Q&A: Charlotte Micheletti (12)


Charlotte Micheletti (12) poses against her host family’s home. Micheletti has been here since Aug. 17, 2015. Her last day will be June 3, 2016. “[Once I get home] I’ll see my friends and family, [and] go to the beach and the mountains for a couple days. [I might go to Croatia] with my friends,” Micheletti said.

Rachel Front

Q: Is it common for people in France to be in exchange programs? Why did you decide to be in one?

A: No it’s not that common [to be in an exchange program]. I only know three people who [have done] it before me. In the association [that] I came here [with], [there are] only 200 students for the year 2015/2016. [That’s] for the entire country. There is others associations that do [it] too, but not that many. I chose to be an exchange student because I wanted to be fluent in English and because I wanted to see how it is to live in another country. [I wanted] to change everything, family [and] friends. Even if I really like living in France, I think it’s still interesting to know [how other countries live].

Q: What do you love about France?

A: I love the different landscapes so close to each other. I live 30 minutes away from the sea where I can go to the beach during summer, but also 2 hours and 30 minutes from the mountains where I can go ski during winter or hiking during summer. I love the old cities, the French food, the weather where I live. [Where I live] is pretty warm all year and most of time sunny. I love my home, my ritual[s], my family and my friends.

Q: How is life in France different from in the United States? What are some similarities?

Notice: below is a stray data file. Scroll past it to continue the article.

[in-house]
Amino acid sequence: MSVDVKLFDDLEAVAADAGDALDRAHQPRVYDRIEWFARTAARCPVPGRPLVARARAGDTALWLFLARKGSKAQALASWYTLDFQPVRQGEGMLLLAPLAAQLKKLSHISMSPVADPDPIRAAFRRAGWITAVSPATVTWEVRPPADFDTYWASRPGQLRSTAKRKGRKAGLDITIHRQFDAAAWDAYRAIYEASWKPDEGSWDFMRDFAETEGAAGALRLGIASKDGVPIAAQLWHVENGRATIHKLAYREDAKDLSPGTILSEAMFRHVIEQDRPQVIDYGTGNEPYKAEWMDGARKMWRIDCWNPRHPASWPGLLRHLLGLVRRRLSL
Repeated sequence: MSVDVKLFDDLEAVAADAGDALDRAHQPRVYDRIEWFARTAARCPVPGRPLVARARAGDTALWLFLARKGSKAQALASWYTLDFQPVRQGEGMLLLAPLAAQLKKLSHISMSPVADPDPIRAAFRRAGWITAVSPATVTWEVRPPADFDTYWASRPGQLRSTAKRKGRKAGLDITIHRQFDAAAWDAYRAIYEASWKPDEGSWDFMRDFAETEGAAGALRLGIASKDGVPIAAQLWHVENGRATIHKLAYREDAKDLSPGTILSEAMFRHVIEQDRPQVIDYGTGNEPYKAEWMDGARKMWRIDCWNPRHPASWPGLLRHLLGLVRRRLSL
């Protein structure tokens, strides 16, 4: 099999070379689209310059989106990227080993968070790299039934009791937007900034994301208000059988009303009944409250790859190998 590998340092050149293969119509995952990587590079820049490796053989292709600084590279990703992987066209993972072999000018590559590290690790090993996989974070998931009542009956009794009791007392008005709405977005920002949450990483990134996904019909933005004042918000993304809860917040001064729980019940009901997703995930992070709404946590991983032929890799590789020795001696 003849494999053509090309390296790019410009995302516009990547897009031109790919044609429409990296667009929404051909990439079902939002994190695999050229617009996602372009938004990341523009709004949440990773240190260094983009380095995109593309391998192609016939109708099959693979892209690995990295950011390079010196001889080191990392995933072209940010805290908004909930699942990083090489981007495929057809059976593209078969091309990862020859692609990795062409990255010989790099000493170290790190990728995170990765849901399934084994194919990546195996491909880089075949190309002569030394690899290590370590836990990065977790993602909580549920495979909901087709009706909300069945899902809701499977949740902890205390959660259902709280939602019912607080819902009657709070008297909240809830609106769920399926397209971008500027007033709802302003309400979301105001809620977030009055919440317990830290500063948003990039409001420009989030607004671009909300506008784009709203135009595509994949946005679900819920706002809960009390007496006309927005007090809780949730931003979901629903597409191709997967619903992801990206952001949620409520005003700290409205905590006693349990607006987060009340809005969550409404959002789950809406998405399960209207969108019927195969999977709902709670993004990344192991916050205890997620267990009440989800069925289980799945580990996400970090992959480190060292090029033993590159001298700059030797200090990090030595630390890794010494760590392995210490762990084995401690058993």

A: France is very different. The cities are much older. We don’t use cars as much as you do [and] we walk most of the time or use the public transportation. Everything is much closer than in America where everything is so big, so it’s much easier to do different things. We have [a] more liberal lifestyle too. We can go sit in bars before [we are] 18 years old.

Q: How are the schools different? Which school system do you like more, the one in France or the U.S.?

A: Schools are [a] completely different system. First of all, you don’t choose your classes in France, you get only basic classes. Your schedule is not the same every day [either]. Some days you can start at 8 a.m. and finish at 6 p.m. or some other day you can start at 10 a.m. and finish at 3 p.m. Lunches are usually a minimum of an hour or two. You are with the same people in your class during the entire year too. You change classrooms but, most of the time, not the people in [them]. In France you go to school only [to] study, there is no team or any sport, only some little clubs. I think French school is much harder than American school. I definitely like American school better.

Q: Are the people in France different than in the U.S.?

A: American people and French people are pretty [similar]. The way of life is different in both [countries], that makes the people a little different too, but not that much.

Q: What are some cultural differences?

A: The meals are different. We spend more time around the table with [our] family, and we eat all together. If someone is not at home and is not coming back too late, we [wait for them] so we can eat all together. Sometimes during [the] summer, when I am [on] vacation with my entire family, we start lunch at 1 p.m. and finish at 4 p.m. We eat dinner much later than you do too. I eat dinner around 7 p.m. at home. [Compared to] my friends, I eat really early, most of them [eat] around 8-9 p.m. French people spend a lot of time in café[s] too, where you can be outside or inside. In United States you spend more time hanging out at each other’s houses.